The effect of the Val66Met BDNF polymorphism on axon regeneration after peripheral nerve injury translation missing: zh.hyrax.visibility.toc_restricted.text

McGregor, Claire (Fall 2018)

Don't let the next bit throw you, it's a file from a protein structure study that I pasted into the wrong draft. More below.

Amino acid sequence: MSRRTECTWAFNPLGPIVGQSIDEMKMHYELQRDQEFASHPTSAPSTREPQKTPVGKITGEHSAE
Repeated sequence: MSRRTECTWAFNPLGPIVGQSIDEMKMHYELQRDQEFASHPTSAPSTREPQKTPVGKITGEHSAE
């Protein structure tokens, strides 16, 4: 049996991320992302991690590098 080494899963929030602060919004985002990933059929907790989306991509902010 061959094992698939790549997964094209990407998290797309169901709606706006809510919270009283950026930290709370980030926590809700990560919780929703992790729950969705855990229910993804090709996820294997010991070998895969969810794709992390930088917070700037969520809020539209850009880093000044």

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Although peripheral nerves can spontaneously regenerate after injury, outcome is generally very poor. Activity-dependent treatments to enhance peripheral nerve regeneration after injury have shown great promise, and clinical trials implementing them have begun. Success of these treatments requires activity-dependent release of brain derived neurotrophic factor (BDNF). A single nucleotide polymorphism (SNP) in the BDNF gene known as Val66Met found in nearly one third of the human population results in defective activity-dependent BDNF secretion and could impact the effectiveness of these therapies. We used a mouse model of this SNP to test the efficacy of treadmill exercise in enhancing axon regeneration in animals both heterozygous (V/M) and homozygous (M/M) for the SNP. Axon regeneration was studied four weeks after complete transection and repair of the sciatic nerve, using both electrophysiological and histological outcome measures. Regeneration was enhanced significantly without treatment in V/M mice, compared to wild type (V/V) controls. Unlike V/V mice, treatment of both V/M and M/M mice with treadmill exercise did not result in enhanced regeneration. These results were recapitulated in vitro using dissociated neurons containing the light-sensitive cation channel, channelrhodopsin. Three days after plating, neurites of neurons from V/M and M/M mice were longer than those of V/V neurons. In neurons from V/V mice, but not those from V/M or M/M animals, longer neurites were found after optical stimulation. Taken together, Met carriers possess an intrinsically greater capacity to regenerate axons in peripheral nerves, but this cannot be enhanced further by activity-dependent treatments. This enhanced axon regeneration can be blocked by application of a trkB antagonist, ANA-12. In culture, application of ANA-12 to adult dorsal root ganglion (DRG) neurons blocks enhanced neurite outgrowth in cells from M/M mice. Application of the fusion protein trkB-Fc which sequesters trkB ligands also results in decreased neurite outgrowth in all genotypes. Inhibiting the pan-neurotrophin receptor, p75NTR, resulted in a modest improvement in V/V axon regeneration, and no effect in Met-carriers. Thus, the enhanced axon regeneration in Met-carriers is trkB-dependent.

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